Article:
T Nation

RPS - Background Checks?


#1

On the RPS site under “rules” it says:
“Regardless of conviction and/or date of occurrence, ANY ACT OF VIOLENCE OR ABUSE AGAINST HUMAN OR ANIMAL, will result in 1) recorded lifts removed from the RPS results and records, 2) barred from competing in an RPS competition forthwith, and/or 3) removal from any officiation or representation of the organization. If you have a history of violence but are now rehabilitated, proof of accepting responsibility for your actions (i.e. guilty plea, public acknowledgment and apology) and documentation of successful release from rehabilitation method (i.e. counseling, classes, therapy) will be considered to allow inclusion in competition. RPS meet directors reserve the right to decline entry to an event to anyone, participant, coach or spectator, for any reason.”

So what does this really mean, you can’t compete if you have been convicted of violent crimes?


#2

Without evidence of taking responsibility and rehabilitating yourself - at the discretion of whoever.


#3

It’s interesting because Chuck Vogelpohl has a few RPS records and there are plenty of stories about him. There is an article or interview out there with Jim Wendler where he tells a story of Chuck punching a guy in the head during a max effort squat workout and then making him squat, he passed out under the bar.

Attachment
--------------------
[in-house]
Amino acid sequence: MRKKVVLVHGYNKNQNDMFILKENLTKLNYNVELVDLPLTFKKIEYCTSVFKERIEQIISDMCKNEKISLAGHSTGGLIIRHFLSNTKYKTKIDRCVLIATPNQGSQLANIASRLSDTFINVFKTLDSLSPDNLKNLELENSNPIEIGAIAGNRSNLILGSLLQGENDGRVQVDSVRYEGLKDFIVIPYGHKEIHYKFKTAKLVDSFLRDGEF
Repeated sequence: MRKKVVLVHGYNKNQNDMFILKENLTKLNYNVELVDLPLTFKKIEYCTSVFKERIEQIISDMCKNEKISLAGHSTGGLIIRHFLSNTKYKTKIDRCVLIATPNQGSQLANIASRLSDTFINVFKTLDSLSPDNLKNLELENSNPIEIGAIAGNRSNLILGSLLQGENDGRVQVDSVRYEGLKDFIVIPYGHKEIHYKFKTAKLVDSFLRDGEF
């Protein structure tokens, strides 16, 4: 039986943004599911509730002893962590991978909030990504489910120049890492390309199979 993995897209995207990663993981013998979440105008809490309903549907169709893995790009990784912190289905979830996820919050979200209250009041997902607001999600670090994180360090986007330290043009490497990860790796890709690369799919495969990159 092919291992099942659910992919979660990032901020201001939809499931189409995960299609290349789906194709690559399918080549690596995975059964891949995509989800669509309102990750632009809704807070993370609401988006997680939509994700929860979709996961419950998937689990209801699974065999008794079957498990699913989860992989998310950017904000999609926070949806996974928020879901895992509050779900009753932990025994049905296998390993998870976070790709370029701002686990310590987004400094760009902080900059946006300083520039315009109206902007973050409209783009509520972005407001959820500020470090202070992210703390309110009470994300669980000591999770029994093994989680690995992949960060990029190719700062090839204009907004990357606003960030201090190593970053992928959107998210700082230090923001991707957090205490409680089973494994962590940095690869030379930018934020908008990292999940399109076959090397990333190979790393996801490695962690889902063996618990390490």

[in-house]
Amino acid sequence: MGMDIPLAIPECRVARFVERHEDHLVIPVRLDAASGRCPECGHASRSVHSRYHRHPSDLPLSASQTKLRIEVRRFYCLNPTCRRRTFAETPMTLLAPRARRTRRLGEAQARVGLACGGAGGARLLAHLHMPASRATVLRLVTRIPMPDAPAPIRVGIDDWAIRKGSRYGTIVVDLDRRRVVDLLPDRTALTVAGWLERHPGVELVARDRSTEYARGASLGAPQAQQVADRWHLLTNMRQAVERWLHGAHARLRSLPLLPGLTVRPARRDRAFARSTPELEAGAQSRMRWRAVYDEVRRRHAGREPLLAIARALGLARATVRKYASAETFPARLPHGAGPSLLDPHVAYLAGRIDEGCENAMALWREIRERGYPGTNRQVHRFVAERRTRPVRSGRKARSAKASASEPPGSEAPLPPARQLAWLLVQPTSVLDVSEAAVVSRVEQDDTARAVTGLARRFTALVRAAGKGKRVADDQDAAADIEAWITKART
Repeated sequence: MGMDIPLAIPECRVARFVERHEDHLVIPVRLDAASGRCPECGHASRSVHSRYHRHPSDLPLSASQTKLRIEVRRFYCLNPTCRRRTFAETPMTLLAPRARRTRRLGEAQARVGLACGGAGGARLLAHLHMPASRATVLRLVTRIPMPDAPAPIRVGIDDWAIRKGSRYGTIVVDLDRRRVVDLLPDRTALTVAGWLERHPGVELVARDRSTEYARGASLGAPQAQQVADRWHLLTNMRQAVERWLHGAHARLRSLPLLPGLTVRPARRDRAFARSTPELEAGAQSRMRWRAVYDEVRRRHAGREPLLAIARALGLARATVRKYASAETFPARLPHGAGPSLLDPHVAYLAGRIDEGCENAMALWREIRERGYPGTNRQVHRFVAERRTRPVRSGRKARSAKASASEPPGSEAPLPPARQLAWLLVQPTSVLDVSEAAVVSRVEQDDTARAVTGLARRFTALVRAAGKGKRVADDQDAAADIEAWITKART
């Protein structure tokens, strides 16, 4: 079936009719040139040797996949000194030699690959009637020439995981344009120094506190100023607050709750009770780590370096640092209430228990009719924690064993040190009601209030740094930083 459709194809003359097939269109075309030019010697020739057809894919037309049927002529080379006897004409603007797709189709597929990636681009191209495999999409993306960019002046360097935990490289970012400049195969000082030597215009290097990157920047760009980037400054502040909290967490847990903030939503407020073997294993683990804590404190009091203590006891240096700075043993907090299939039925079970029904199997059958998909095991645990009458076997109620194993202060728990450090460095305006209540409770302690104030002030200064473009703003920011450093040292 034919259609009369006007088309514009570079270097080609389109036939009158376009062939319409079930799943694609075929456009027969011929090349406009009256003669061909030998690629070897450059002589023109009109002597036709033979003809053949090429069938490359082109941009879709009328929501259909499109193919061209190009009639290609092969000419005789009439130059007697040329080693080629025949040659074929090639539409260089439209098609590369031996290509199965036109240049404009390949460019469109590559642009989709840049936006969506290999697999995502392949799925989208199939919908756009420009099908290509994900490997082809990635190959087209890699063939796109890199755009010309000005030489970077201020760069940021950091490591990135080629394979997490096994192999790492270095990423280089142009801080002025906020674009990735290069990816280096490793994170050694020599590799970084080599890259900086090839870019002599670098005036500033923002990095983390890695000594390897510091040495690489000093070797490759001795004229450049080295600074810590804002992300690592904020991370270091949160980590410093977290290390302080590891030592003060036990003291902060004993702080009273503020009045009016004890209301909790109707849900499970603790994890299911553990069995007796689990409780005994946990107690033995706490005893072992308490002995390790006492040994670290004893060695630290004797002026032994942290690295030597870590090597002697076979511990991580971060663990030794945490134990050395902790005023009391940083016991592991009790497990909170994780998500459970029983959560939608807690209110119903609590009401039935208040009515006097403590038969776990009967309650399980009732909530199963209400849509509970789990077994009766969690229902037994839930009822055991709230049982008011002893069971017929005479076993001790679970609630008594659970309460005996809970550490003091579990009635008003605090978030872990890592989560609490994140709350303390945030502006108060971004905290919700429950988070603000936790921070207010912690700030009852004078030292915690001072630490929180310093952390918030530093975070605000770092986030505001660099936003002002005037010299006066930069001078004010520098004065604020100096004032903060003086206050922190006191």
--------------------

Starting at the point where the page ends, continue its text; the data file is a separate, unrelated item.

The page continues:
#4

Maybe it was “consensual”. ???


#5

@Reed - you know anything about this?


#6

To my understanding it’s not so much about violent stories like Chuck V being intense as hell but, rather about they dont want to be involved or associated with wife beaters, child abusers, and the such. They don’t need your money so they can choose to not associate with people who aren’t “good people.” With that I’m fairly certain there must be legal and binding proof. You can’t just accuse some one and then they say you can’t compete. But if you a convicted of domestic abuse, armed robbery, or assault of a minor bla bla bla they can ban you from meets. I feel it is more used for meet directors and the such but, is applicable to lifters as well.


#7

Makes sense Reed.

Hopefully they don’t adopt the guilty upon accusation standard being used these days to remove scores of men from their positions in sports or media.